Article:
Raymond Lawrence Foley
Inductee Hall of Fame 10/12/2011
Ray Foley will be remembered as one of Tasmania’s finest Greyhound administrators, serving as permanent part time Secretary of the Launceston Greyhound Racing Club for twenty two years, but also as the founder, financier and long term editor of the “Bible of Tasmanian Greyhound Racing”………The Greyhound Guide.
Ray Foley was born on January 27 1917, the youngest of ten children. Educated at St Patricks College in Launceston, this good student showed great sporting prowess from an early age. A fine track and field athlete, he excelled as an amateur sprinter, before turning professional and competing against famous names such as Bill Emerton, best remembered for his “Death Valley” run in America.
One family story of Ray, was his effort to run third in a Burnie Gift during World War Two, with a bandaged foot, burnt by a crucible of molten lead at his work, making specialist parts for the war effort in New Guinea.
Ray, along with his brothers Len and Leo, was also an excellent cyclist, both here and on the Mainland. In one particular Road race from Cleveland to Launceston, the three brothers filled first, second and third with less than a wheel between the three of them. Some kind of a first no doubt!
Ray married Joy Smith in 1940 and had a daughter Carolyn and son Raymond. A devoted family man, he was said to have brushed aside many opportunities in life to spend time with Joy and his children.
Ray Foley was a man of great business acumen, and created a manufacturing and engineering company, Foley Industries, specializing in stainless steel fabrication. It remained in the family for fifty five years, receiving numerous accolades including Exporter Of The Year, for products sent to South East Asia.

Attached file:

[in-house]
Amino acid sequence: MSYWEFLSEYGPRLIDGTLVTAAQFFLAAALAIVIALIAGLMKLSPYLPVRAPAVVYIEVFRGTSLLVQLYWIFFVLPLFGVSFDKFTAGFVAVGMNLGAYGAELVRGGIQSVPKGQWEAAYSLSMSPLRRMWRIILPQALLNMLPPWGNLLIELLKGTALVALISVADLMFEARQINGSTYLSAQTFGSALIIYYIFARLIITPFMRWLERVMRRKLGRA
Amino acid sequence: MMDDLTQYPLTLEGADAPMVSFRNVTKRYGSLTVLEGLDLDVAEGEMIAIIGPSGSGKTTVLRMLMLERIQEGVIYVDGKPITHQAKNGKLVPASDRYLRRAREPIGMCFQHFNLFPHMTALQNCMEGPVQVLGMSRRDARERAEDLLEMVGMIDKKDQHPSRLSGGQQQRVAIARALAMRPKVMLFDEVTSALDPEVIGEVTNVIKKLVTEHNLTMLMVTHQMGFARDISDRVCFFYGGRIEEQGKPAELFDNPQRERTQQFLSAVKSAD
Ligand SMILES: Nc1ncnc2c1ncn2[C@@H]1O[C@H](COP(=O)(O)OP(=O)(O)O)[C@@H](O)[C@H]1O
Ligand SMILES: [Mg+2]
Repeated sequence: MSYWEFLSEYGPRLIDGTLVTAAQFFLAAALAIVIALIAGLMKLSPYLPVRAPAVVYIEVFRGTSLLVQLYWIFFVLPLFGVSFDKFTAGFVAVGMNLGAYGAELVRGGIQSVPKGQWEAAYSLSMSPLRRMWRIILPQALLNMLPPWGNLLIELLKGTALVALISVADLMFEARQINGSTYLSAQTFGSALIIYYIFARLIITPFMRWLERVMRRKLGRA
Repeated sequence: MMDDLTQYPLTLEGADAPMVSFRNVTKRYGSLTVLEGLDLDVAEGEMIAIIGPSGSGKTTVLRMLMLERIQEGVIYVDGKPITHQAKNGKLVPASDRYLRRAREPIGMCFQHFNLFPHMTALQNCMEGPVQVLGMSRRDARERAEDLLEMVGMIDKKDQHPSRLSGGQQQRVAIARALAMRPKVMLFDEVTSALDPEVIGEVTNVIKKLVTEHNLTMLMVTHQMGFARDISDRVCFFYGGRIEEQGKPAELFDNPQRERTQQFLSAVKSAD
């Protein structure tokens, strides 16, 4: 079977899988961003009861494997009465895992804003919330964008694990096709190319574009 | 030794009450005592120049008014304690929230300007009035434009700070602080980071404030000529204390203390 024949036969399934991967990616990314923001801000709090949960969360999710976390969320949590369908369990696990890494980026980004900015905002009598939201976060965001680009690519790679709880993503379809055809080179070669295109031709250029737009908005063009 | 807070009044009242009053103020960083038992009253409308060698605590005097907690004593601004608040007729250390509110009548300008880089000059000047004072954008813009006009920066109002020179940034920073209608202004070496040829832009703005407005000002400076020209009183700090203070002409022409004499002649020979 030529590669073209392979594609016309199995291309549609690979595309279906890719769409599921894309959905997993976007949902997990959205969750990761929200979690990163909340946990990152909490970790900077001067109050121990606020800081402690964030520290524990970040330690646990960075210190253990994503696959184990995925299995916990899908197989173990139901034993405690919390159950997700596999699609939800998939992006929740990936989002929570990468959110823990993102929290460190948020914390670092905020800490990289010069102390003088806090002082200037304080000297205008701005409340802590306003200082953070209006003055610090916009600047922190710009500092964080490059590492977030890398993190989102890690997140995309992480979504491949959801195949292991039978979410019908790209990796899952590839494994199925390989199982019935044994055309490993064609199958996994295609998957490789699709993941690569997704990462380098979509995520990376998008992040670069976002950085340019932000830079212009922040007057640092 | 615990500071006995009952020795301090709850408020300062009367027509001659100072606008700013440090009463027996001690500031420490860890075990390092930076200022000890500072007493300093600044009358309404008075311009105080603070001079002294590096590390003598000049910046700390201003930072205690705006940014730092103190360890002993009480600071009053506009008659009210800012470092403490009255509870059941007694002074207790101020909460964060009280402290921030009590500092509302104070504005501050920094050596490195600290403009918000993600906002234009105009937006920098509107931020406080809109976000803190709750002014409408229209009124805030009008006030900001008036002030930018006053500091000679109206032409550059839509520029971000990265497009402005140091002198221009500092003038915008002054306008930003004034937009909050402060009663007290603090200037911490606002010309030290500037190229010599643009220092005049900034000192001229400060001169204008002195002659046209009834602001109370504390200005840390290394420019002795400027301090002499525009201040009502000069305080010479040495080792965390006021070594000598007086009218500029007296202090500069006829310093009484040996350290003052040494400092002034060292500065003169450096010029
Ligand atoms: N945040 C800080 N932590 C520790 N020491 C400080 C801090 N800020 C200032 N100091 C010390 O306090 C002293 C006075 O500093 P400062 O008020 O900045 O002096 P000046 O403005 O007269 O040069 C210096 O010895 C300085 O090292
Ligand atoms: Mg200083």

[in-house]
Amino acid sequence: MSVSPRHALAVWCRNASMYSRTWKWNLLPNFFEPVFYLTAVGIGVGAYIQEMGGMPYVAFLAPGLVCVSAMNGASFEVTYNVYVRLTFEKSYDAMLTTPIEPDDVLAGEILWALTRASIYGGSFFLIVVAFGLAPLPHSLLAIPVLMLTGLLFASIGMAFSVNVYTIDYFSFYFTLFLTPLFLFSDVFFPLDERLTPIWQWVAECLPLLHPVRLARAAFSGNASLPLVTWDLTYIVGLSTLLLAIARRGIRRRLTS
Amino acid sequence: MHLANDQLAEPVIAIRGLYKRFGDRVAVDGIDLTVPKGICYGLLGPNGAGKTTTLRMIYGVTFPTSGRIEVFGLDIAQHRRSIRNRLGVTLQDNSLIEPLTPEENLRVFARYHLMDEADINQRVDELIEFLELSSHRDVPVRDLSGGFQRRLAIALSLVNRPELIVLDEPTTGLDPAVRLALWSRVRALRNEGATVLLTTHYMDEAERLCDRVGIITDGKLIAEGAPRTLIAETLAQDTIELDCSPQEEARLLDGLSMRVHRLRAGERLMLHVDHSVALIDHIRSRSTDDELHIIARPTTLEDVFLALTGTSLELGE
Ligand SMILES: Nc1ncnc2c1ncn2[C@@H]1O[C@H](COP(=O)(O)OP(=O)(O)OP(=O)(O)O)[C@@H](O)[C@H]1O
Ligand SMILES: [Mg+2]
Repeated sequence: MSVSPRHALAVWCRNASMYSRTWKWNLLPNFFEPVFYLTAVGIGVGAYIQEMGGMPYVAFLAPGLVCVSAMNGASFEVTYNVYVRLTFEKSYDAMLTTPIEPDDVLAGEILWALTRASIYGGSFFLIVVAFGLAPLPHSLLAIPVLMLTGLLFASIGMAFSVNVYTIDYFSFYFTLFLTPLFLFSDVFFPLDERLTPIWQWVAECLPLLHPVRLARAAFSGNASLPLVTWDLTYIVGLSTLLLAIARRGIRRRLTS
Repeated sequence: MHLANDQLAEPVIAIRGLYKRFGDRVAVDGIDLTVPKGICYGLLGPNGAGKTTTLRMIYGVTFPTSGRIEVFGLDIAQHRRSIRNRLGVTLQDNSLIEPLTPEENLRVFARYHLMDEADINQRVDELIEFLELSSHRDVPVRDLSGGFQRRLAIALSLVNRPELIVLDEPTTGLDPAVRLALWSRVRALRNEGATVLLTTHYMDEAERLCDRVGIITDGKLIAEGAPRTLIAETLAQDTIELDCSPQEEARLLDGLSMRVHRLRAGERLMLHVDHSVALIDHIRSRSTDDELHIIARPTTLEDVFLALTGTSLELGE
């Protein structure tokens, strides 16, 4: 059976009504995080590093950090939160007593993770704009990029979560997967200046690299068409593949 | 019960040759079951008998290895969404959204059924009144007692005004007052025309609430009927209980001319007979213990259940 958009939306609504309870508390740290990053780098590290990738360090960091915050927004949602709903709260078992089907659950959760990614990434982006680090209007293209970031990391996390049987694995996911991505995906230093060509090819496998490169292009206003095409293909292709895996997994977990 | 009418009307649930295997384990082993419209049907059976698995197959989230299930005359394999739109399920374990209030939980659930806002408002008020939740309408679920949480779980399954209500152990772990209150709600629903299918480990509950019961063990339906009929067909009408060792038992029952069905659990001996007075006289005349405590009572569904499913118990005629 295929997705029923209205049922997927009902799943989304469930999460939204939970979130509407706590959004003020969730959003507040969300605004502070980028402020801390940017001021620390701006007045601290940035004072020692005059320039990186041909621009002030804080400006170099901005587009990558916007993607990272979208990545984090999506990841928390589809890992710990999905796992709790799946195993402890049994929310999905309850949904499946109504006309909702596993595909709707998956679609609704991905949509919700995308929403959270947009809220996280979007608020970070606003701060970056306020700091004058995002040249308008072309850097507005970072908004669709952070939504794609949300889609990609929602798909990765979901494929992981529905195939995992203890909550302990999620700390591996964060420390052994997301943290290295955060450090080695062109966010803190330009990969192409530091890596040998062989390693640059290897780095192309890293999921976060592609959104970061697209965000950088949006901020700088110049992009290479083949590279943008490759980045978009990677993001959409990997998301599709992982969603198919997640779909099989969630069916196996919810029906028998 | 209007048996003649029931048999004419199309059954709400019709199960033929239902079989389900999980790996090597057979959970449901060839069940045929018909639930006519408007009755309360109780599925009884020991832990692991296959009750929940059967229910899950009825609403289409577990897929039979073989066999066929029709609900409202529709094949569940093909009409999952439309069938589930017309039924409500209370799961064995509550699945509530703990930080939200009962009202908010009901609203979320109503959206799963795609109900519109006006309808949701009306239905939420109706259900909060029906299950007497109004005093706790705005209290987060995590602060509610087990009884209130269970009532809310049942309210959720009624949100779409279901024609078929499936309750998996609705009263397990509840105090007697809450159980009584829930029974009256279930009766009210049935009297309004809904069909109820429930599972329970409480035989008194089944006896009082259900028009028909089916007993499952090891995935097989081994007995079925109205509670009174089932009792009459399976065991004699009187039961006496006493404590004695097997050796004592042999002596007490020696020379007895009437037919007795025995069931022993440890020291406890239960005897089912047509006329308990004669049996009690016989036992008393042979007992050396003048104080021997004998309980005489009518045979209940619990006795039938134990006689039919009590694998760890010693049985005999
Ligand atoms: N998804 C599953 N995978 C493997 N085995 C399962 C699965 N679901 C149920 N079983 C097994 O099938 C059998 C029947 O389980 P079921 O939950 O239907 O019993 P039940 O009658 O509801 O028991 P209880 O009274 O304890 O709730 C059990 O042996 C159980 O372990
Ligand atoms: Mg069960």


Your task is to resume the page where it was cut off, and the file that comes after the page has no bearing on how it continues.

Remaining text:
A fine community man, Ray employed a number of displaced people, especially from Hungary and other war – torn countries, and along with Joy, was a long standing member of the South Launceston Rotary Club.
From early in the 1940’s, Ray Foley showed a great interest in Greyhound Racing. He owned a number of successful greyhounds, and became increasingly involved with the Launceston Greyhound Racing Club. He saw a need in greyhound racing, for the industry to have its own publication, and, supported by the L.G.R.C. and the H.G.R.C., Ray brainchild “ The Greyhound Guide” commenced production in 1950.
Until the final edition on July 26 1985, this became the focal point for the most comprehensive form, fields, news and advertisements on all things Greyhound Racing in Tasmania. From the original office in Charles Street, Launceston, opposite Foot & Playsted Printers (who printed the guide for the entire thirty five years of its existence), Ray’s greyhound weekly became the “must have”, of greyhound participants the length and breadth of this State.
Walter Bond, Ray’s Brother in Law, and later founding Secretary of the D.G.R.C. was initially the Editor under Ray’s guidance, but when Bond went to Devonport in early 1952, the founder of the Guide also became the Editor until its final copy. Ray took great pride in the publication, and praised Foot & Playsted in his final edition, for never once missing having the guide out on time.
Ray and his son became good friends with their staff, printers and linotype operators, all of this before the computer age. Ray Foley Junior recalls a Launceston Newsagent telling him how on Thursday afternoons at 4pm, there would be a long line up of people and vehicles waiting for that week’s copy of the Greyhound Guide. The guide was delivered by bus to the North West Coast, to Hobart and every small town on the way, where there was an interest in our sport. Ray Foley was a busy and astute business man………but The Greyhound Guide was a labour of love, and a source of great pride, and every participant in greyhound racing in this state owes a legacy to his dedication and quality of production.